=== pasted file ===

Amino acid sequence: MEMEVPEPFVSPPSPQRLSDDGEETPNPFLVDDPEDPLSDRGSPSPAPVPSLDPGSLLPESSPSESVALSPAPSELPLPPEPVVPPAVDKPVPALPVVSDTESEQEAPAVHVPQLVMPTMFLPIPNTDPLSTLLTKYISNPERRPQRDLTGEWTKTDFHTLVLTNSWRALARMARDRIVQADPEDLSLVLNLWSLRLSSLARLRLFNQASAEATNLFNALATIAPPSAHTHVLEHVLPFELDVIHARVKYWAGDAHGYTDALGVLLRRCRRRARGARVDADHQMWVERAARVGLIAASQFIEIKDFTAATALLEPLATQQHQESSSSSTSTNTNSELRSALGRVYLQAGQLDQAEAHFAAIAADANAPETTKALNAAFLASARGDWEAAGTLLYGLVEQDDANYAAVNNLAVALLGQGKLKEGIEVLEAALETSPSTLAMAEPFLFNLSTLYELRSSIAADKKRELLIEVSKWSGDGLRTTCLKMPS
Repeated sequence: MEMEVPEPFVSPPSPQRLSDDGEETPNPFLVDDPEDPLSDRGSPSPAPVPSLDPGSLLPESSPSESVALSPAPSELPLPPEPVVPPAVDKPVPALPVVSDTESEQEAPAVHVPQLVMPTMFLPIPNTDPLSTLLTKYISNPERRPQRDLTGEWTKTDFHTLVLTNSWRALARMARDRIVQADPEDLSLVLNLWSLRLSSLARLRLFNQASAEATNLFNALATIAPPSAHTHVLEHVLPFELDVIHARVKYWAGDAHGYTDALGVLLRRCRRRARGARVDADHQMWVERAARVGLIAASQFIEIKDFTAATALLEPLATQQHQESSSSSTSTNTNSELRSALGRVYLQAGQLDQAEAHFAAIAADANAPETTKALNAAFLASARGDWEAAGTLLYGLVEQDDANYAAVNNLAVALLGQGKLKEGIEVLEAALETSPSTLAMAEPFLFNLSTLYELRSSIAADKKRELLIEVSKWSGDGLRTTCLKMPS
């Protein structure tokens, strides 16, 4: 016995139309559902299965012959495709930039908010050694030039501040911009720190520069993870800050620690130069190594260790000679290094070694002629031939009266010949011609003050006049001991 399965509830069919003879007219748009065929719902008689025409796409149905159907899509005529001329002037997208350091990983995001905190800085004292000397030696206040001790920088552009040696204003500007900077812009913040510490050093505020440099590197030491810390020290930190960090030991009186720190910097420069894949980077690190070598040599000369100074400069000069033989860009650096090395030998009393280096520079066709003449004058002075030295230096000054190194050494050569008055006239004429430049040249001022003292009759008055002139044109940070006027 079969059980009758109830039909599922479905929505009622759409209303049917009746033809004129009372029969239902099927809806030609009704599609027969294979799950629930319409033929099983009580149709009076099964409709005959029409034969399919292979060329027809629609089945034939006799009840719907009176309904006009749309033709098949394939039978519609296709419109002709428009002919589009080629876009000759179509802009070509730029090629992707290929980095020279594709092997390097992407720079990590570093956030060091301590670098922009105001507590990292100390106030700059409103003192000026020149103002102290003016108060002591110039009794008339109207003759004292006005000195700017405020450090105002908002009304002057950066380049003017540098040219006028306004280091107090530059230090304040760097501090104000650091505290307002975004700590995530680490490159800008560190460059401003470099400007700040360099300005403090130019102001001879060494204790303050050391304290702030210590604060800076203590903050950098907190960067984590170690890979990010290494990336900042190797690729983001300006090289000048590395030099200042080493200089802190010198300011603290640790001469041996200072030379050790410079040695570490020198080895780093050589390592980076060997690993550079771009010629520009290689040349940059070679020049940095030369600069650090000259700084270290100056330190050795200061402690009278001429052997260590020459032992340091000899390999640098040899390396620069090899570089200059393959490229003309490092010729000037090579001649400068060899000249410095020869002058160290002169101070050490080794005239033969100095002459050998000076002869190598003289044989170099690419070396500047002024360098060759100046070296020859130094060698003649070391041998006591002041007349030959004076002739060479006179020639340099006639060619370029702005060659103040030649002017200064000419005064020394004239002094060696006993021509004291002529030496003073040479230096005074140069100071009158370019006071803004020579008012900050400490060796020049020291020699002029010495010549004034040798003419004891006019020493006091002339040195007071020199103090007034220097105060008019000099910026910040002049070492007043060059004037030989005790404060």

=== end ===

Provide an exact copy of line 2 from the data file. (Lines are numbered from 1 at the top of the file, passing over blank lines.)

Repeated sequence: MEMEVPEPFVSPPSPQRLSDDGEETPNPFLVDDPEDPLSDRGSPSPAPVPSLDPGSLLPESSPSESVALSPAPSELPLPPEPVVPPAVDKPVPALPVVSDTESEQEAPAVHVPQLVMPTMFLPIPNTDPLSTLLTKYISNPERRPQRDLTGEWTKTDFHTLVLTNSWRALARMARDRIVQADPEDLSLVLNLWSLRLSSLARLRLFNQASAEATNLFNALATIAPPSAHTHVLEHVLPFELDVIHARVKYWAGDAHGYTDALGVLLRRCRRRARGARVDADHQMWVERAARVGLIAASQFIEIKDFTAATALLEPLATQQHQESSSSSTSTNTNSELRSALGRVYLQAGQLDQAEAHFAAIAADANAPETTKALNAAFLASARGDWEAAGTLLYGLVEQDDANYAAVNNLAVALLGQGKLKEGIEVLEAALETSPSTLAMAEPFLFNLSTLYELRSSIAADKKRELLIEVSKWSGDGLRTTCLKMPS